In the Pits
Five enshrined in NASCAR Hall of Fame
NASCAR honored five men who have been instrumental in the creation and success of the sport with the May 23 induction of the inaugural class of the NASCAR Hall of Fame in Charlotte, NC. The first class consists of NASCAR driving legends Richard Petty, Junior Johnson and Dale Earnhardt, along with NASCAR founder Bill France and his son, Bill France Jr.
Petty, known as “The King,” won a record 200 NASCAR Cup races, seven Cup championships and seven Daytona 500s. Earnhardt, known as “The Intimidator” for his aggressive style of racing, won 76 Cup races and seven Cup championships. He died in a last-lap crash during the 2001 Daytona 500. Johnson, a former moonshine runner dubbed “The Last American Hero” by author Tom Wolfe, won 50 races as a driver and 132 races and six Cup championships as a team owner.
NASCAR personalities Dale Inman, Richard Childress, Rick Hendrick, Kyle Petty, members of the Earnhardt family and Darrell Waltrip took part in the historic event, as well as NASCAR Vice Chairman and Executive Vice President Jim France and NASCAR President Mike Helton.
“We are thrilled to have the opportunity to bring the NASCAR Hall of Fame to our millions of fans and participate in a tremendous opening ceremony in Charlotte,” said Brian France, NASCAR’s chairman and CEO. “We are even more excited to officially and permanently enshrine those pioneers who made our sport what we enjoy today. When we honor my father and grandfather alongside great American heroes and champions Junior Johnson, Richard Petty and Dale Earnhardt, it [is] a signature day in NASCAR.”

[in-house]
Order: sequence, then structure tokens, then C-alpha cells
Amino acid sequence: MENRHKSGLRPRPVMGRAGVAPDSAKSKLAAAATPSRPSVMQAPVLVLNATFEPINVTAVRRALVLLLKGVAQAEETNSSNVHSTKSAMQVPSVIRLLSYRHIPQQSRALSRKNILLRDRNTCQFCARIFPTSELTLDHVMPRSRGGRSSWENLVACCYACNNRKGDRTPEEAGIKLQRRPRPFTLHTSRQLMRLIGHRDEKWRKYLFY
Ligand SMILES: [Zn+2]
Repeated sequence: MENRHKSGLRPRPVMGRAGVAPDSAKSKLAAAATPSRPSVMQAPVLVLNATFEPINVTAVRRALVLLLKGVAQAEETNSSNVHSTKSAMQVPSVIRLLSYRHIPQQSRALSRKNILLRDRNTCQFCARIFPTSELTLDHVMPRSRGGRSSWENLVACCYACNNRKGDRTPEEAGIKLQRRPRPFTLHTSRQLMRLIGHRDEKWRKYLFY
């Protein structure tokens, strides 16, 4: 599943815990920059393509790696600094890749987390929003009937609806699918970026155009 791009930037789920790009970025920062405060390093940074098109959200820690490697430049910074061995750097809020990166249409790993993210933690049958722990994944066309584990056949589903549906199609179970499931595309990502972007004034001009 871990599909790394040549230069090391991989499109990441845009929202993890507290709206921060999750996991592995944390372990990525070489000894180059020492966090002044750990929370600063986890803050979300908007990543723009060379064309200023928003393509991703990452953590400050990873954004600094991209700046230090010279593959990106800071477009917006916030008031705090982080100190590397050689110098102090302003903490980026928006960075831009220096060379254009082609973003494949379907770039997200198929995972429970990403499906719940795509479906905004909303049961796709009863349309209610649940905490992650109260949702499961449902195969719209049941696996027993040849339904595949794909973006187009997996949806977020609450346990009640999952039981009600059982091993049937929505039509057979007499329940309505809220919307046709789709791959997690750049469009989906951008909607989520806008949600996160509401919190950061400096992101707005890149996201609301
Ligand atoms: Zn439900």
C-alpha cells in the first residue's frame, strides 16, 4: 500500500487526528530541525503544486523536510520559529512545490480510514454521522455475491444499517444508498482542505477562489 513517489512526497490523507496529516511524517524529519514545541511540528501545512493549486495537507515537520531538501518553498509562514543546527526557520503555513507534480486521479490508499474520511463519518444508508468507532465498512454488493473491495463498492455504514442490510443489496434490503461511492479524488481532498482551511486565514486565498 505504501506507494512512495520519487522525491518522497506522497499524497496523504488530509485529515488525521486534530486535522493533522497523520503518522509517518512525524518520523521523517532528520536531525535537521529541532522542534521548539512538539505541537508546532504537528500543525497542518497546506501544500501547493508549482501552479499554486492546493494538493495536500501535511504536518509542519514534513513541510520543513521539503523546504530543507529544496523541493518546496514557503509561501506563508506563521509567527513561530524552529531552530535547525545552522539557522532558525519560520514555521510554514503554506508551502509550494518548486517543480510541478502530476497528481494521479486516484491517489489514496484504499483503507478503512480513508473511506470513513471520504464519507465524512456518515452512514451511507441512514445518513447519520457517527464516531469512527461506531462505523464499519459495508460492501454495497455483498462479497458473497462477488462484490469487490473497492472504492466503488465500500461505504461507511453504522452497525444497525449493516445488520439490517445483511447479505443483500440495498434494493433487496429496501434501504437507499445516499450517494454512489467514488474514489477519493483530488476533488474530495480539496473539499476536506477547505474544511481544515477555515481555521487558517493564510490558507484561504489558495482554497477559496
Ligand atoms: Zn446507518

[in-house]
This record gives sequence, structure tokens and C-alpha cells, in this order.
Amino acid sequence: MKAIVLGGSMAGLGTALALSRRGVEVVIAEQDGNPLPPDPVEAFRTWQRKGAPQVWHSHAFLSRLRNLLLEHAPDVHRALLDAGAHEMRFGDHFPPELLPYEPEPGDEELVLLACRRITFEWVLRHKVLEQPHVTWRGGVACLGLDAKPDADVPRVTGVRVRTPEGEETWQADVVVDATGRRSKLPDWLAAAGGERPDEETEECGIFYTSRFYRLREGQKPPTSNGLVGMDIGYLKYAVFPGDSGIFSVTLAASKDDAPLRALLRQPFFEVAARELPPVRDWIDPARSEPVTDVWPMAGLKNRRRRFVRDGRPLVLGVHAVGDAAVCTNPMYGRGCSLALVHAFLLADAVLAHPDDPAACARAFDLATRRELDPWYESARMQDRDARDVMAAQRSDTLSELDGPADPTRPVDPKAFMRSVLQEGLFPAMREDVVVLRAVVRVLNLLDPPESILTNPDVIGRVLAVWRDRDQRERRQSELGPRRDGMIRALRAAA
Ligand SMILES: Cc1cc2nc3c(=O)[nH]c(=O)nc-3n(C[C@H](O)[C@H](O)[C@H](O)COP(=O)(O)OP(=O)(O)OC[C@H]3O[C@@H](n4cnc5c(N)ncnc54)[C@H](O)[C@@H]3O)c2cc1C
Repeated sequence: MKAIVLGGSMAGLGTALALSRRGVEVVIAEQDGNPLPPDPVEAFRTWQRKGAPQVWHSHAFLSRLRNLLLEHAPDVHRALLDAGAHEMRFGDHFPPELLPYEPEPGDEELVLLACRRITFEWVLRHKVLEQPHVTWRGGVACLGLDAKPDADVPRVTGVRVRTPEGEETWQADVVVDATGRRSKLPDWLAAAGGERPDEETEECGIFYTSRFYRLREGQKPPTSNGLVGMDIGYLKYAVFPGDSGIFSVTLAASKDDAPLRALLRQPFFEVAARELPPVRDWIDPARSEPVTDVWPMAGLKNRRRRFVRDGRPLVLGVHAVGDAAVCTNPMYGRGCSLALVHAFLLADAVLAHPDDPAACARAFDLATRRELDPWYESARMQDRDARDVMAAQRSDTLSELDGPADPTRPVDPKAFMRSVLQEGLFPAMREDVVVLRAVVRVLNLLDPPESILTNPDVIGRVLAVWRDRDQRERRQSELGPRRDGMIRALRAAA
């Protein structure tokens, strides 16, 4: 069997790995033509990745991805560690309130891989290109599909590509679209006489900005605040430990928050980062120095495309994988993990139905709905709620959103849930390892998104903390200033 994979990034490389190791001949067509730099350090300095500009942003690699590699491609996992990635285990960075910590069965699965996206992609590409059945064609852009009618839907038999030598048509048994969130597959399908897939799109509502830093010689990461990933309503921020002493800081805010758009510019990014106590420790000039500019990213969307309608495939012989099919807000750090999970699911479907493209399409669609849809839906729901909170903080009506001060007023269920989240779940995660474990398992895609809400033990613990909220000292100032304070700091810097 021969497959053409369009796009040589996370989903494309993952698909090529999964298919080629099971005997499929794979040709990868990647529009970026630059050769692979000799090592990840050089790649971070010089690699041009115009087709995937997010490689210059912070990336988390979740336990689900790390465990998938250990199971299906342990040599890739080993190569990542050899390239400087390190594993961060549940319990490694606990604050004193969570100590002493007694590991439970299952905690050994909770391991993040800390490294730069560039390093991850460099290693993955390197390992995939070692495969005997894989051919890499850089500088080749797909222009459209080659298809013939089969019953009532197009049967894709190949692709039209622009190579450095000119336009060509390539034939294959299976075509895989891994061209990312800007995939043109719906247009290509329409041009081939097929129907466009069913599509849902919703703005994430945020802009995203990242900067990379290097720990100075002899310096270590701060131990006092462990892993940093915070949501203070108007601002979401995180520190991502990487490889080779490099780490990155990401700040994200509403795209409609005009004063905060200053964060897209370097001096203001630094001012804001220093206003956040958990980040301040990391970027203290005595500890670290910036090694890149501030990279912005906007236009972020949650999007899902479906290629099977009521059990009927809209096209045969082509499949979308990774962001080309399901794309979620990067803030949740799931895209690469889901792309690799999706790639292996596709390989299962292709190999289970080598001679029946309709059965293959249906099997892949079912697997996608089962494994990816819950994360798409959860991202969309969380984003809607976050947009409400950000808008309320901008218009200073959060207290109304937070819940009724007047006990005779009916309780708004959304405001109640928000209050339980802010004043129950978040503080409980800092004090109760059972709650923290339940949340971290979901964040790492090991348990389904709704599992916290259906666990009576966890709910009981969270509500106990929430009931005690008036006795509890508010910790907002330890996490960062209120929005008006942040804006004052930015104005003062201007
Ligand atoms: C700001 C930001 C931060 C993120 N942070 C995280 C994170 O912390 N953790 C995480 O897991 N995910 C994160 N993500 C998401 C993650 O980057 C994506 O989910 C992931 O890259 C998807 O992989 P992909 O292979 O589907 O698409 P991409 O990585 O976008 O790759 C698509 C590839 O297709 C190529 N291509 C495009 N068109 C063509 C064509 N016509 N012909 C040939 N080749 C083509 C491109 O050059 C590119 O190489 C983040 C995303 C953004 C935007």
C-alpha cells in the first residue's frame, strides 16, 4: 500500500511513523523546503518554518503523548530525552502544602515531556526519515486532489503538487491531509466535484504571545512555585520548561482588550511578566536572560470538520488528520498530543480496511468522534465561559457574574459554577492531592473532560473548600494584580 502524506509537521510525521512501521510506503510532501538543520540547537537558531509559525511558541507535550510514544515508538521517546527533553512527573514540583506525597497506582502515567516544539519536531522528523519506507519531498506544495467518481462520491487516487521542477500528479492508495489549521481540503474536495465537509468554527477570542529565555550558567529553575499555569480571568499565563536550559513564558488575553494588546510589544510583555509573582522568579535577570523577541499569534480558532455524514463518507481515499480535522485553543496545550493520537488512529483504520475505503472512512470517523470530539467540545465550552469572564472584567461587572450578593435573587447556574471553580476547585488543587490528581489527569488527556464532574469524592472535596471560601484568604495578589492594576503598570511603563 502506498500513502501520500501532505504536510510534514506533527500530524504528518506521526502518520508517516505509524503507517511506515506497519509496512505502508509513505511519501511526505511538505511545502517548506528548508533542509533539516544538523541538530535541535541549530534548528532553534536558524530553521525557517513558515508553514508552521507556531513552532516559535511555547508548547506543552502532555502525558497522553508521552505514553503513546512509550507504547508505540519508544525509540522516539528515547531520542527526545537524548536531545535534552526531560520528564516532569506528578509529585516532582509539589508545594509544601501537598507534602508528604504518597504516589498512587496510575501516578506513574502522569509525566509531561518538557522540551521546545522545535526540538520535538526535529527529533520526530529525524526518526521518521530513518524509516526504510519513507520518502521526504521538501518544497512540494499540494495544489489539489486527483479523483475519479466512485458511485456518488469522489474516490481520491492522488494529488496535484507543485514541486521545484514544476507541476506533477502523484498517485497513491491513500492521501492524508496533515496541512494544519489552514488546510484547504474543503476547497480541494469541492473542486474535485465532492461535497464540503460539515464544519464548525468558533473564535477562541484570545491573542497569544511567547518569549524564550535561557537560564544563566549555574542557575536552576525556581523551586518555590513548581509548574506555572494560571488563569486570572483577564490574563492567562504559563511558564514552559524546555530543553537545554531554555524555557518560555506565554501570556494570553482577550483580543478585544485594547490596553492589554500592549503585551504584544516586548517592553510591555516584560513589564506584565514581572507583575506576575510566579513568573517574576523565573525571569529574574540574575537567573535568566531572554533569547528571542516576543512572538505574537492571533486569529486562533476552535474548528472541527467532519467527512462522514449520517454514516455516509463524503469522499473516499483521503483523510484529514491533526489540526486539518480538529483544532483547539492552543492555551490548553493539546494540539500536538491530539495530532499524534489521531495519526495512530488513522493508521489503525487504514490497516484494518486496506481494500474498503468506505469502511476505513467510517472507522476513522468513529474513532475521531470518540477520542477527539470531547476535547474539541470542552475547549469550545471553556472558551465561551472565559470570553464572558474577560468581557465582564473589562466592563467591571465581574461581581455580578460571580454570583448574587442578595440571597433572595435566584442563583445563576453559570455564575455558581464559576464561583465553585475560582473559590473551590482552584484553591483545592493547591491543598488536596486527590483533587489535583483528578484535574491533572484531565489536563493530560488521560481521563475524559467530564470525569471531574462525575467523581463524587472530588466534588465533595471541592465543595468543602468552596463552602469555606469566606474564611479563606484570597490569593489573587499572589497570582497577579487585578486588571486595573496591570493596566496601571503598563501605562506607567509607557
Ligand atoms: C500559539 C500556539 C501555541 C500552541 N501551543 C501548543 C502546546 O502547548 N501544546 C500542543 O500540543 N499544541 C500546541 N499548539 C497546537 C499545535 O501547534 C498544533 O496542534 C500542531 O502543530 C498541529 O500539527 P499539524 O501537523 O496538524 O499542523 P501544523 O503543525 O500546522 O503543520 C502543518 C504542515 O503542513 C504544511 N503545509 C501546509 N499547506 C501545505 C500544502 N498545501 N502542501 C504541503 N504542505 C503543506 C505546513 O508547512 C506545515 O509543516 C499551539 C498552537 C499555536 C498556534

Long-time NASCAR television voice Mike Joy served as host of the induction ceremony, while SPEED Channel provided live, exclusive television coverage of the event.
In October 2009, the NASCAR Hall of Fame voting panel, consisting of members of the nominating committee along with 29 others representing NASCAR, the NASCAR Hall of Fame, major race track ownership groups, retired drivers, owners and crew chiefs along with motorsports media representatives, met in a closed session in Charlotte to vote on the induction class of 2010.
The class was determined by the 51 votes cast by the panel and the nationwide fan vote conducted through NASCAR.com. The ac-counting firm of Ernst & Young presided over the tabulation of the votes.
The NASCAR Hall of Fame in Charlotte opened to great fanfare on May 11. The facility honors the history and heritage of NASCAR and the many who have contributed to the success of NASCAR.
The process to choose the next class of the NASCAR Hall of Fame will begin in July when the 25 nominees will be announced. The class of 2011 will be announced in October 2010.